Garrett (garote) wrote,

La on the east coast, day 2

Spent more time organizing music than I expected. I had some spoken-word poetry that needed vetting, for inclusion in a playlist.
I drove up and parked in the back of UCSC and put the Nano on, and began walking up the trail into the woods.

Robert Louis Stevenson: Christmas At Sea

As I was turning over a log to look for neat bugs, my phone battery beeped. I tried to make a call to La, but it registered zero signal, then died completely.

William Wordsworth: The Solitary Reaper

I kept passing people with bikes, then people on foot, then wandered off into the narrow side trails and was alone.

John Greenleaf Whitter: Barbara Frietchie

I sat down to take a picture of a huge redwood tree, but the camera battery was dead. So I had a snack instead.

Maya Angelou: Still I Rise

I stopped at the edge of a ravine and peed on the side of a tree, leaving a big wet stain. "It would be just typical if someone came strolling by right now," I thought, and listened for voices. Thankfully no one disturbed me.

John Milton Hayes: The Green Eye Of The Yellow God

I began to get worried about mountain lions. So I picked up a big stick and broke off most of it, then used it to drag and walk alongside myself, making lots of noise in the leaves. It would be almost useless in a confrontation, but perhaps the noise would help me avoid one.

Arthur Hugh Clough: Spectator Ab Extra

On the way up a long bike trail a couple men passed me. One was debating with the other about whether to buy an iMac or a Mac Pro. I almost began blurting out advice, but stopped myself.

William Blake: The Tyger

I sat down on the bank of the deeply rutted bike trail and typed on the laptop. Two middle-school age kids passed by on bikes, eyeing me curiously. "Do you get like some mad reception out here or something?" "I wish," I replied. "No internet."

Rudyard Kupling: If

I circled around on the smaller trails, joining and rejoining the main biking road. I passed by a large group of people on bikes; some kind of biking club. One of the men had defective brakes which emitted a piercing wail every time he slowed for a curve.

John Betjeman: Young Executive

Back on the main road, I passed a redwood tree that had been sectioned up with a chainsaw. It had been laying horizontal for weeks, and the daily sun had forced hot sap out of the circular wound. The sap dangled in hundreds of frozen beads from the edge of the log, perfectly still. Curiosity gripped me and I had to catch one of the beads on the end of my finger and taste it with my tongue. It tasted like margarine. A microscopic dot of it remained on my lower lip for several hours afterwards, making my mouth stick.

Henry Wadsworth Longfellow: The Village Blacksmith

I passed several trail forks, and began tromping down the side of a ravine. Then I stopped. This place looked familiar. I turned around and walked back to the crest of the trail, then turned around again ... yeah, there was my big pee stain on the tree. Well thank goodness for landmarks. I walked back the way I came and took another fork.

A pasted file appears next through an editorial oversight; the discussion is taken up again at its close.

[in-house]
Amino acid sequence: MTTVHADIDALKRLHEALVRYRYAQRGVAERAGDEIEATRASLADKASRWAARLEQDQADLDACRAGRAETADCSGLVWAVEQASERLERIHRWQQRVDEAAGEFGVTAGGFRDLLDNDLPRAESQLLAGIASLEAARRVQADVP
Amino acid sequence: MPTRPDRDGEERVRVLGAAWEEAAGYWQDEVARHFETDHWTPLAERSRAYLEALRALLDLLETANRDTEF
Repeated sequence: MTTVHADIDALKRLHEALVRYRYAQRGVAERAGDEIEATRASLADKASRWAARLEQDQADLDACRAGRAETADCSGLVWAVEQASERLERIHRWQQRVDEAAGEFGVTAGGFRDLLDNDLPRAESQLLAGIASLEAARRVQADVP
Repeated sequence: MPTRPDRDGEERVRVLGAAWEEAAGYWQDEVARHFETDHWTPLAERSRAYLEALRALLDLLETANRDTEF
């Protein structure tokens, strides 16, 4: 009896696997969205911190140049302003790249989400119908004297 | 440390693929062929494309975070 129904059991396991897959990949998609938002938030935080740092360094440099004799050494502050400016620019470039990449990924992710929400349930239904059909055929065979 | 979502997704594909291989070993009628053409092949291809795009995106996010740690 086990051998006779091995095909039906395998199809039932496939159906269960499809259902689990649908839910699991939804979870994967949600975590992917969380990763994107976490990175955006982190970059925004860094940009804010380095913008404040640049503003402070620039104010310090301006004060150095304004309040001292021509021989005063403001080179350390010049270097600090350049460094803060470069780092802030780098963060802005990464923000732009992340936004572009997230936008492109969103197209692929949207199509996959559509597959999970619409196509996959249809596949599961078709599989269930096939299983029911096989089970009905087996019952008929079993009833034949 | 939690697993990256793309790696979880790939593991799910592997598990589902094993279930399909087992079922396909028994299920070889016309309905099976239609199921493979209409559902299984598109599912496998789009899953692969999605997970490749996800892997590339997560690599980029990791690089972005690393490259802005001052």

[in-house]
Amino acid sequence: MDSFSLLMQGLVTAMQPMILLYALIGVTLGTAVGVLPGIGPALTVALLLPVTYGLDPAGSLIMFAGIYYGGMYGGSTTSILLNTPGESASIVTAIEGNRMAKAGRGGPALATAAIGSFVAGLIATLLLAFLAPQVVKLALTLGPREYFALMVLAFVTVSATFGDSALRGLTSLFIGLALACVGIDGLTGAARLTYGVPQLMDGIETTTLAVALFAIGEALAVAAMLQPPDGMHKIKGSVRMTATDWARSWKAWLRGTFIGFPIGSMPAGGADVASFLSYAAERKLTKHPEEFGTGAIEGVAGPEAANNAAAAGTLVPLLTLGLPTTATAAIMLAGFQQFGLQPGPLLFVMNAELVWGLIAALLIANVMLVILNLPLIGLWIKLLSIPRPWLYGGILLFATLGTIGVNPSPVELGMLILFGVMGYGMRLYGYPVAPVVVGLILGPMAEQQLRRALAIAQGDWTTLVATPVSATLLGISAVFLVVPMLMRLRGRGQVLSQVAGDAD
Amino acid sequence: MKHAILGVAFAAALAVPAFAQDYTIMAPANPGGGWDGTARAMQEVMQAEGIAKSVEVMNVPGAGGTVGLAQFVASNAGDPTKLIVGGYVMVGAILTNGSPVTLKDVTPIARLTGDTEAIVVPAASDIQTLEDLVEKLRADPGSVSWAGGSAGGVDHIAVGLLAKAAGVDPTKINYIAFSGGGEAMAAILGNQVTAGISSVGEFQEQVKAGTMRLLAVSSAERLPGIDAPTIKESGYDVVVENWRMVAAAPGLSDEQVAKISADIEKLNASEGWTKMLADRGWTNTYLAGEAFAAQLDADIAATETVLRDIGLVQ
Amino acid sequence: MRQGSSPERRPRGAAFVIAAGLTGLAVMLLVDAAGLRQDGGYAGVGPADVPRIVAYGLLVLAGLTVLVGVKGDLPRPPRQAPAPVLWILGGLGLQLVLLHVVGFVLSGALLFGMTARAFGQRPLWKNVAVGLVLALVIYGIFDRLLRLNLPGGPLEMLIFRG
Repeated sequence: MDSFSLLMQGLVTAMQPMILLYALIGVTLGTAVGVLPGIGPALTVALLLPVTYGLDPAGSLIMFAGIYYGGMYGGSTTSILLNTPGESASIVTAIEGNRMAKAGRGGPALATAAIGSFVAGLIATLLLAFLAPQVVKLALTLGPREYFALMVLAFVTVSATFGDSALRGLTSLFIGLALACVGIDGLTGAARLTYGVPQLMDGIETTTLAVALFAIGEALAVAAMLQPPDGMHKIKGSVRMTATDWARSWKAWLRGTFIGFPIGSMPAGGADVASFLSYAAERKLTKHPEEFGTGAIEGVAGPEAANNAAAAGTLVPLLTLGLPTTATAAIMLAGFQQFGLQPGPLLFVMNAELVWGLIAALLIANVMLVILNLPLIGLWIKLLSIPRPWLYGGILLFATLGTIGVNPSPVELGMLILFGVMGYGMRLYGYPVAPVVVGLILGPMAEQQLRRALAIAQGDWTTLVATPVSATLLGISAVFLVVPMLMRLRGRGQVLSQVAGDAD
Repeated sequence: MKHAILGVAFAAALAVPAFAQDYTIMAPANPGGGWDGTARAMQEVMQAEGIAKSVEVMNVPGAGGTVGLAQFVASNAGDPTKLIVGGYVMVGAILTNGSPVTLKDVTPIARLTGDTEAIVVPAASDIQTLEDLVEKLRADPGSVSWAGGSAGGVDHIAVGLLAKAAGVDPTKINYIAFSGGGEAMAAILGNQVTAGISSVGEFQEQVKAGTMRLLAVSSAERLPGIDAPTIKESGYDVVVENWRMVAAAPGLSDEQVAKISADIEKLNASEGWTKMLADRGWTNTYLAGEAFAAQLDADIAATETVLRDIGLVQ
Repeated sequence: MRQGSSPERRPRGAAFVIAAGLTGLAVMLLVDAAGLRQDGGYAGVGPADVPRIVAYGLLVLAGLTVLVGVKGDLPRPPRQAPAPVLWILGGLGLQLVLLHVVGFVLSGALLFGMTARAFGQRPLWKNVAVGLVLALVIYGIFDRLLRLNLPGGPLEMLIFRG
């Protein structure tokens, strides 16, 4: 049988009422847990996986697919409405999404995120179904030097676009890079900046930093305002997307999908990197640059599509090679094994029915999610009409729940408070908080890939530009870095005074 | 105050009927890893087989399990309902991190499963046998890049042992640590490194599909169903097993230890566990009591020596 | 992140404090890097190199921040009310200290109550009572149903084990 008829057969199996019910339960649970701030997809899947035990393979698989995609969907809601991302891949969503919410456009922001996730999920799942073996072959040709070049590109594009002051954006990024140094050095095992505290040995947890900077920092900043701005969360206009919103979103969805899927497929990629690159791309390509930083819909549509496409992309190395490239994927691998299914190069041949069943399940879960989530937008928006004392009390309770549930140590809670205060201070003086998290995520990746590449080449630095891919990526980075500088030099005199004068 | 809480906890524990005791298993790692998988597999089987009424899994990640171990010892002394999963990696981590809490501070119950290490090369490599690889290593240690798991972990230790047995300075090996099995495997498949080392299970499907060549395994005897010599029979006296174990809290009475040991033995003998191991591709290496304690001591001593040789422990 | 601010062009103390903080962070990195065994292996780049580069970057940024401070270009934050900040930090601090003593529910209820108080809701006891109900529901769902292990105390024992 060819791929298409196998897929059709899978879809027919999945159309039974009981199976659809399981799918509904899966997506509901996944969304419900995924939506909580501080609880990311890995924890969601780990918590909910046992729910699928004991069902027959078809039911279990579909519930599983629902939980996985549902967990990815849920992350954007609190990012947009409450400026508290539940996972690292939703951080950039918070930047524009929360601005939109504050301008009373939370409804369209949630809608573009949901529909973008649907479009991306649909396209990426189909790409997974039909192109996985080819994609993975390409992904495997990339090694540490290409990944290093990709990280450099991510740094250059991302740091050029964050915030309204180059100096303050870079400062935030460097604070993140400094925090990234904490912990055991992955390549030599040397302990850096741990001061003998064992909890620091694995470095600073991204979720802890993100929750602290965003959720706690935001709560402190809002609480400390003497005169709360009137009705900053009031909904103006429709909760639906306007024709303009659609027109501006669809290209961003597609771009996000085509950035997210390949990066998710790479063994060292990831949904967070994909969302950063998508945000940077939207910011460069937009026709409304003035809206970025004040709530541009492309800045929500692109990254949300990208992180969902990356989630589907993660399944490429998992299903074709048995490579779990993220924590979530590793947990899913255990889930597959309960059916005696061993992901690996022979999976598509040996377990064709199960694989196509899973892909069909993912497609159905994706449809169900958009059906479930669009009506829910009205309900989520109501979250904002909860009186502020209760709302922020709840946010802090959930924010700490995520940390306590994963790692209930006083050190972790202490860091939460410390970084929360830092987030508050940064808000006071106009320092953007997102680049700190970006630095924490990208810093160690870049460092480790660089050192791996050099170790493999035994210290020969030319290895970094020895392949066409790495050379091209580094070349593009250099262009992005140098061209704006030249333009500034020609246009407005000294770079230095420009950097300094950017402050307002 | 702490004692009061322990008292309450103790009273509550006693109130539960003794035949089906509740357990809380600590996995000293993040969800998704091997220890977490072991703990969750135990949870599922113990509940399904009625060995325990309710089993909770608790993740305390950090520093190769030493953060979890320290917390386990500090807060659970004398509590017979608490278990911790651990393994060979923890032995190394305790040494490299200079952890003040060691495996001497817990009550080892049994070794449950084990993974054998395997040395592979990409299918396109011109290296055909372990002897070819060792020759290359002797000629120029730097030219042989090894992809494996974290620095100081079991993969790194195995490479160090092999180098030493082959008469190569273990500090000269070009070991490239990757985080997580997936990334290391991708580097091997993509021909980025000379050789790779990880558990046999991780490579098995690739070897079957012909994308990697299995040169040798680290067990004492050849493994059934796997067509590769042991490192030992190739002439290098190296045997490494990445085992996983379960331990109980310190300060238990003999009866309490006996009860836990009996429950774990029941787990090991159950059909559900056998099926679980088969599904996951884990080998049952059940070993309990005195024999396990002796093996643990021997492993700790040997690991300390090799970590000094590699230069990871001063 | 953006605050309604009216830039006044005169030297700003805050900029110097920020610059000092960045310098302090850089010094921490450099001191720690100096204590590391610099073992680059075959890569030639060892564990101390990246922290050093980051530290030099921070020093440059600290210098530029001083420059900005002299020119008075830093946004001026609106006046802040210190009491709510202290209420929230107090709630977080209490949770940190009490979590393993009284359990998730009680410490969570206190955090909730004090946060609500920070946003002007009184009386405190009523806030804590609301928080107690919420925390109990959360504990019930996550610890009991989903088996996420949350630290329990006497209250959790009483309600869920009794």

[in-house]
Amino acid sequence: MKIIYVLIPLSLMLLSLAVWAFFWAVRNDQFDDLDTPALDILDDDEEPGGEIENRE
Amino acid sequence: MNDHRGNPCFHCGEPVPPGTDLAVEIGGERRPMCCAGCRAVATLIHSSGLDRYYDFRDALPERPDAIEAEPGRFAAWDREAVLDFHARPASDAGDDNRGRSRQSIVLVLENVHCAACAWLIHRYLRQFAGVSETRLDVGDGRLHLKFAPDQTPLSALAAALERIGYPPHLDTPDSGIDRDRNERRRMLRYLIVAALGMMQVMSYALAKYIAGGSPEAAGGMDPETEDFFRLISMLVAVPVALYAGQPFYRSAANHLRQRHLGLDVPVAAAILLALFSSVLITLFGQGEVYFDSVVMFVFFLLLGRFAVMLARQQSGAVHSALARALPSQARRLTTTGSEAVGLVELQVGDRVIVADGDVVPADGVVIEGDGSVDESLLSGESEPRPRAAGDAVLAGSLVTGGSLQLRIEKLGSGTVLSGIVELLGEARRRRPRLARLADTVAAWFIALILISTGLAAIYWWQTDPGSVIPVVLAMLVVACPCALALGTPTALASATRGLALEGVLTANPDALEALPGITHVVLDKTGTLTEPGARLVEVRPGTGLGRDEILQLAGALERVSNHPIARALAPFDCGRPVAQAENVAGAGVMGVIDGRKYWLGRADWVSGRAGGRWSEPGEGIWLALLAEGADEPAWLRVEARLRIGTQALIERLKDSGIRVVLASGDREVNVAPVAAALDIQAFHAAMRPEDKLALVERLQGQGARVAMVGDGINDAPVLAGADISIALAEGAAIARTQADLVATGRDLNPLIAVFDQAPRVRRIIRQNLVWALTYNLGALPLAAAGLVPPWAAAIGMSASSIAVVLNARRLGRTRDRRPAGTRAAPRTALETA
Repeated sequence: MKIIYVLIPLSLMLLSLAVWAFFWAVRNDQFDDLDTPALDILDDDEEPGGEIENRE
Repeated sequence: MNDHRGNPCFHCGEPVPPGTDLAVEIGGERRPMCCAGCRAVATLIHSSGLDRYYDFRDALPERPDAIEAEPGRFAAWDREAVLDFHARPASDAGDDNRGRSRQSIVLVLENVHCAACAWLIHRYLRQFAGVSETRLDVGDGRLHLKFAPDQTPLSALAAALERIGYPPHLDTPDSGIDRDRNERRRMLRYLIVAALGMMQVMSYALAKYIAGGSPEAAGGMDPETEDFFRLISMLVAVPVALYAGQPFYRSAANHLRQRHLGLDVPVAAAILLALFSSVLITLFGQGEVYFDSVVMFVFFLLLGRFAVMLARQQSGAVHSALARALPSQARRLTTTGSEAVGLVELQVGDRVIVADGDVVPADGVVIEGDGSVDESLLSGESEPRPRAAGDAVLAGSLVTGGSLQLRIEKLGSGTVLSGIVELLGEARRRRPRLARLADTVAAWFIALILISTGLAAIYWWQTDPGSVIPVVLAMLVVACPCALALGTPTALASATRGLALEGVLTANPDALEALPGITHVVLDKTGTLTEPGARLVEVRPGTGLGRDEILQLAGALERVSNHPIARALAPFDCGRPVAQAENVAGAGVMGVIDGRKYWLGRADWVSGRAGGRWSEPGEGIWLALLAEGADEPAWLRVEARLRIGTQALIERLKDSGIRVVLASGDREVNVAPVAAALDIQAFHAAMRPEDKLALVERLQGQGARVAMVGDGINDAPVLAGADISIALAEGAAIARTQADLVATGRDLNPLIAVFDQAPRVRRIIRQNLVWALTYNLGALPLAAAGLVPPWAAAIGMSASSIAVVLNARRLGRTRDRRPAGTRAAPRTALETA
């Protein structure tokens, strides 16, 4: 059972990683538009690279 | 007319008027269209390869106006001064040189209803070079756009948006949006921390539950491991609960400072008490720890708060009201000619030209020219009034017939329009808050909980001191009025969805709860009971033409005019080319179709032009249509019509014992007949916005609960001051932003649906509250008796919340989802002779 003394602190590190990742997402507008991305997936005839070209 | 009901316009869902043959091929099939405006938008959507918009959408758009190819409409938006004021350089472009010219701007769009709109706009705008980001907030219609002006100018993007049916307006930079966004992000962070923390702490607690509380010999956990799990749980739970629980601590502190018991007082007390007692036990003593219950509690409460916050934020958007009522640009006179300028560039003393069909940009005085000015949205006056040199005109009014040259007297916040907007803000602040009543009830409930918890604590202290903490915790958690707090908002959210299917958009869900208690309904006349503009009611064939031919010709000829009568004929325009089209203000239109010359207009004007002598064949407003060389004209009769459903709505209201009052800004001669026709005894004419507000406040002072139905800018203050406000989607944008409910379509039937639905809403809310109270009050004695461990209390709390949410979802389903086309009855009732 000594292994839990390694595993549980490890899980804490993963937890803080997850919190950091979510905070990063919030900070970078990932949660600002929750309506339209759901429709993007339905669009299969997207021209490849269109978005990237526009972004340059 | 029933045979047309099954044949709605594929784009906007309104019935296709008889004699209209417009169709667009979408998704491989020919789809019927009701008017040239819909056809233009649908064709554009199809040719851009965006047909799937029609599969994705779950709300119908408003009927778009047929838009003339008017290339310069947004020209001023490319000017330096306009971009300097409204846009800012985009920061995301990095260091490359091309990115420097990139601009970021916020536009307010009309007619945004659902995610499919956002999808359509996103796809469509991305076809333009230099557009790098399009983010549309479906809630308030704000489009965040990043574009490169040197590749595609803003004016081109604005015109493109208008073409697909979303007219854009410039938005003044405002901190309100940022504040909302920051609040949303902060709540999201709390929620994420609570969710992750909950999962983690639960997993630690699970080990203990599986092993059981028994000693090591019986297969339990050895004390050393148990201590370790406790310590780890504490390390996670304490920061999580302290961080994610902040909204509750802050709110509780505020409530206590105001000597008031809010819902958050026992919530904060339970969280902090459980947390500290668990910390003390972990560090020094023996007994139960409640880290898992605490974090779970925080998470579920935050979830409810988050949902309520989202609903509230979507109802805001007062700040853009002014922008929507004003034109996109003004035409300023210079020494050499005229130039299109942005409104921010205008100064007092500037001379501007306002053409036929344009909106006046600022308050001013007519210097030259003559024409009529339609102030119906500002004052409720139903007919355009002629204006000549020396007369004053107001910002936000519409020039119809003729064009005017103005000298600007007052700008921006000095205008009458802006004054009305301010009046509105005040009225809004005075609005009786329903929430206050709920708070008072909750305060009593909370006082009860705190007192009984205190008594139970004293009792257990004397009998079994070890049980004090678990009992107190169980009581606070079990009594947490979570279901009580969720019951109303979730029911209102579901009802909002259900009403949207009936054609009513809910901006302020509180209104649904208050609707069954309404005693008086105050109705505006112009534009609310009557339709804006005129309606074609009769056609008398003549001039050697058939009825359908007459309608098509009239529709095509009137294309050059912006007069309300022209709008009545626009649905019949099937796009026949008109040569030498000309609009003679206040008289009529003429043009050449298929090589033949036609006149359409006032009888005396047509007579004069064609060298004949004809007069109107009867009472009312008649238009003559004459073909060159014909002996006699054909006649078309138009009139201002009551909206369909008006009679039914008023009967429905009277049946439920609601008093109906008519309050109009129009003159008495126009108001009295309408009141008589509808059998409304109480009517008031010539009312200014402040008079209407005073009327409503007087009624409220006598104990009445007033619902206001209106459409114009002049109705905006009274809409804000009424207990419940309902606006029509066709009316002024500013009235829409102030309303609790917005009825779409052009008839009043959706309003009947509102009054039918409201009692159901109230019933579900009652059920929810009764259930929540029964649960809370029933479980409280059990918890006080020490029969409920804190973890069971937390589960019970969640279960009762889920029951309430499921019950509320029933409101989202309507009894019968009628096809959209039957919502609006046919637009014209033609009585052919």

G K Chesterton: Lepanto

On the way back down the road I passed the triad of jutting poles that marked the "fueling station". In the center of the triangle was a fourth pole, much thicker, with a coupling on the end, screwed tightly shut. Perhaps fuel was dispensed from it; I didn't know. The other three poles were hollow, and passing students had crammed them full of trash.

There were still pieces of litter here that had fallen off the filthy tent I had hauled out of the woods last weekend. The campus police must have taken the rest away. Good. I don't care how cramped the homeless shelter is down in the town - I refuse to let tramps or students create festering piles of trash in this nature preserve. The site I had gathered the tent from had been a crater of beer bottles, soiled clothing, and used tissues, including one very bloodied tampon buzzing with flies. From where it lay it had obviously been thrown out the front flap of the tent and then forgotten.

As I'd hauled the tent along behind me like a very very bad child's Christmas sack, I was amazed at how very many beer bottles there were, and yet I didn't see a single aluminum can. Why? Something to do with the alcohol percentage by volume perhaps? Or just a matter of taste? As if someone living here, in this tent, could worry about taste. I was also surprised to see a ruined digital clock among the debris. As if someone who drank this much beer could worry about keeping appointments.

Edward Lear: The Owl and the Pussycat

I sat by the van and caught my breath, then drove home.

Out of curiosity I'd downloaded The Black Cauldron a while ago. I sat on the bed and watched it, comparing it with the warped memories I'd preserved from seeing it 21 years ago. Very interesting. But also clearly not suitable for children. In fact, hard to enjoy in general, and certainly a product of the times, what with the Ghostbusters theremin in the soundtrack and erupting spirits like Raiders of the Lost Ark. I can see why it put Disney in a bad spot. I could also see the personal marks of the animators that Don Bluth must have hired away when he abandoned Disney. It's no coincidence that the hands of the Horned King look just like the hands of Nicodemus from The Secret of Nimh.

Anyway, I stole a bunch of samples from it.

Then I sorted more music, did some reading, had a snack, farted around with external RAID arrays, and went for a walk.

Now here I am! I reckon it's bedtime soon.

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